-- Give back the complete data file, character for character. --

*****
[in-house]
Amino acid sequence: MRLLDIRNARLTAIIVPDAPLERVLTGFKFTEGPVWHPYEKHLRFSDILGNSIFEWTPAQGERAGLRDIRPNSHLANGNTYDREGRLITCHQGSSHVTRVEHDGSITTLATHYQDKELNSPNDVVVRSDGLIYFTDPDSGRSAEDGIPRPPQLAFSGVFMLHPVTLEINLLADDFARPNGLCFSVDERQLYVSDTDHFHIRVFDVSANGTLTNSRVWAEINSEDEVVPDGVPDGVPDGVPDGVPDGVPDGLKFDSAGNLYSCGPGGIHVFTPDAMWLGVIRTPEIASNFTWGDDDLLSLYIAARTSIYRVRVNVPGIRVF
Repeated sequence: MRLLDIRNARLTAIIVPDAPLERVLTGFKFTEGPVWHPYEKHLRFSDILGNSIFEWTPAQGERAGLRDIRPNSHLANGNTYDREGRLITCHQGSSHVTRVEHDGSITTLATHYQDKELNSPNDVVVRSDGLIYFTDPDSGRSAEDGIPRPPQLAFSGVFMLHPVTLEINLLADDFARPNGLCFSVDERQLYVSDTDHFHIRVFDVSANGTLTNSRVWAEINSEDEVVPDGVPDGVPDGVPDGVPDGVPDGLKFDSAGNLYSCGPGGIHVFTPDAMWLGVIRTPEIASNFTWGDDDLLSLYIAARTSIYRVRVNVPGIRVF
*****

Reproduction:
[in-house]
Amino acid sequence: MRLLDIRNARLTAIIVPDAPLERVLTGFKFTEGPVWHPYEKHLRFSDILGNSIFEWTPAQGERAGLRDIRPNSHLANGNTYDREGRLITCHQGSSHVTRVEHDGSITTLATHYQDKELNSPNDVVVRSDGLIYFTDPDSGRSAEDGIPRPPQLAFSGVFMLHPVTLEINLLADDFARPNGLCFSVDERQLYVSDTDHFHIRVFDVSANGTLTNSRVWAEINSEDEVVPDGVPDGVPDGVPDGVPDGVPDGLKFDSAGNLYSCGPGGIHVFTPDAMWLGVIRTPEIASNFTWGDDDLLSLYIAARTSIYRVRVNVPGIRVF
Repeated sequence: MRLLDIRNARLTAIIVPDAPLERVLTGFKFTEGPVWHPYEKHLRFSDILGNSIFEWTPAQGERAGLRDIRPNSHLANGNTYDREGRLITCHQGSSHVTRVEHDGSITTLATHYQDKELNSPNDVVVRSDGLIYFTDPDSGRSAEDGIPRPPQLAFSGVFMLHPVTLEINLLADDFARPNGLCFSVDERQLYVSDTDHFHIRVFDVSANGTLTNSRVWAEINSEDEVVPDGVPDGVPDGVPDGVPDGVPDGLKFDSAGNLYSCGPGGIHVFTPDAMWLGVIRTPEIASNFTWGDDDLLSLYIAARTSIYRVRVNVPGIRVF